Monday, a bipartisan group of congressional policymakers released two compromise relief bills to address the COVID-19 pandemic, totaling about $908 billion: The Emergency Coronavirus Relief Act and the Bipartisan State and Local Support and Small Business Protection Act. Bipartisan Emergency Coronavirus Relief Act of 2020 The latter bill addresses both state and local aid and liability protection for businesses operating during the pandemic, which have been controversial and subject to ongoing congressional negotiations, while the former contains provisions which have broader support.
The Emergency Coronavirus Relief Act is estimated to cost about $748 billion and centers on emergency assistance for workers and businesses to provide relief until a vaccine is widely available next year. Two of the main focuses are renewed support for the Paycheck Protection Program (PPP) and an extension of unemployment assistance benefits provided by the CARES Act in the spring and set to expire at the end of the year.
The PPP was one of the most heavily used programs established by the CARES Act for businesses struggling to remain open as the economy contracted and public health restrictions were tightened. By providing forgivable loans for qualifying expenses, such as employee wages or operating expenses like rent and utilities, many businesses avoided having to close permanently. This relief proposal would provide an additional $300 billion to the Small Business Administration (SBA) for loans to small businesses with 300 or fewer employees and would include set-asides for smaller borrowers and communities underserved originally.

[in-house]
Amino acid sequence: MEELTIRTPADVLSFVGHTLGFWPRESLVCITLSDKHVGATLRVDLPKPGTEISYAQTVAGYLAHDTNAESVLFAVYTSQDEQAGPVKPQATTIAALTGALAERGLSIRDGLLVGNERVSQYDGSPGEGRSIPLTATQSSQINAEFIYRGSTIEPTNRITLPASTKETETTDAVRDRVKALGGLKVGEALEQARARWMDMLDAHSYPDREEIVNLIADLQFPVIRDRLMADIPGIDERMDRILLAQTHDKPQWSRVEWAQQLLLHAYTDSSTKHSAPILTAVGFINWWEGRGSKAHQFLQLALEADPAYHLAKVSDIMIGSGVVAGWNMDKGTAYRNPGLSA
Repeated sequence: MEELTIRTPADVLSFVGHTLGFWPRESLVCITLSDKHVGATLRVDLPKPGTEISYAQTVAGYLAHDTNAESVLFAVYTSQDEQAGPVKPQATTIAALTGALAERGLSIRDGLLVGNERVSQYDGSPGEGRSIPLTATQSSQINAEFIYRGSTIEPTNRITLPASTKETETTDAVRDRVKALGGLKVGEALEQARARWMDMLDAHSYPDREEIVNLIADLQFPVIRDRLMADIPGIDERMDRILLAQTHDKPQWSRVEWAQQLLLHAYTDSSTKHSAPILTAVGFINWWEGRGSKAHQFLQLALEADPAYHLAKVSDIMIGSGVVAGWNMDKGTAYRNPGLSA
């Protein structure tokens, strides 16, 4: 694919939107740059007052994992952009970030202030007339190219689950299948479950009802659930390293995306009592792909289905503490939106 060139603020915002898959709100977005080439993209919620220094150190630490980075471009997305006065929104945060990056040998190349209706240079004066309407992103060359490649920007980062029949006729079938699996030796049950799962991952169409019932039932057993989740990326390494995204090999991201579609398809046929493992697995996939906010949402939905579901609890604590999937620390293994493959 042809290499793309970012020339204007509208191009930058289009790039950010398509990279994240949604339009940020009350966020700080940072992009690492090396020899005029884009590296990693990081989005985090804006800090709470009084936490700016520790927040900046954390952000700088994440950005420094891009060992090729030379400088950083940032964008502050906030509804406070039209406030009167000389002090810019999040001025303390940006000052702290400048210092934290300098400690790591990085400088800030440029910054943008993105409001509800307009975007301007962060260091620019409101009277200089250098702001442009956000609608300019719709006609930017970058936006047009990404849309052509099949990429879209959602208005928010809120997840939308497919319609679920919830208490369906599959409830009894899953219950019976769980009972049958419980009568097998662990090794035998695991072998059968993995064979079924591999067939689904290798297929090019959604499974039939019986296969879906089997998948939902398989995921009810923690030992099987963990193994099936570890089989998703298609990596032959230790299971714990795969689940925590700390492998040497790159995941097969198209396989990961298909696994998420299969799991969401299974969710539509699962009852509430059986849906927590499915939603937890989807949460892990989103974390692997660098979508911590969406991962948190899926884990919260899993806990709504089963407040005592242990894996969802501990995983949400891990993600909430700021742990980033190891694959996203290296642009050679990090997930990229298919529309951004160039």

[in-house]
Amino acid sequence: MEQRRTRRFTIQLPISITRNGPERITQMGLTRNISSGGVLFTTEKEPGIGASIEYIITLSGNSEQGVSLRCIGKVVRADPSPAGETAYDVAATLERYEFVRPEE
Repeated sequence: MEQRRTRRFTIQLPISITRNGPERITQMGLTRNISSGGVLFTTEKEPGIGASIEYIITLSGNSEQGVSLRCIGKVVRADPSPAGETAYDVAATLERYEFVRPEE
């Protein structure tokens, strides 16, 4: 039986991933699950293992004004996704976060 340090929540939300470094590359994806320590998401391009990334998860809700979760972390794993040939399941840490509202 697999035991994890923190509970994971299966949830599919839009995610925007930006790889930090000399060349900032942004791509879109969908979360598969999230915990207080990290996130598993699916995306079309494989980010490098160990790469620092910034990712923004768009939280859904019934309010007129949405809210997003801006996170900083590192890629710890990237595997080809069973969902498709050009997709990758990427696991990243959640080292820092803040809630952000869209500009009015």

The bill would also make the tax treatment of forgiven PPP loans more generous by allowing business expenses paid for by PPP proceeds to be deductible. Under current law, income that is excluded from taxable income cannot also have associated expense payments deducted from taxable income to prevent a double benefit. However, some policymakers in Congress have argued that it was Congress’ intent to provide for both benefits. This provision would clarify that status of PPP expense deductions, which have been disallowed by the Internal Revenue Service (IRS) in related administrative guidance.
Three major CARES Act expansions of unemployment assistance would be extended. The Pandemic Unemployment Assistance (PUA) program, which makes unemployment compensation available to qualified gig economy workers and independent contractors, would be extended for an additional 16 weeks, through the end of April 2021.
Pandemic Emergency Unemployment Compensation (PEUC), which extends the base unemployment period from 26 weeks to 39 weeks, would also be reauthorized. If these two expansions are allowed to lapse at year end, approximately 12 million jobless workers would see their incomes drop to zero. Federal Pandemic Unemployment Compensation (FPUC), which provided an additional $600 per week unemployment assistance benefit and expired at the end of July, would be extended for 16 weeks at $300 per week.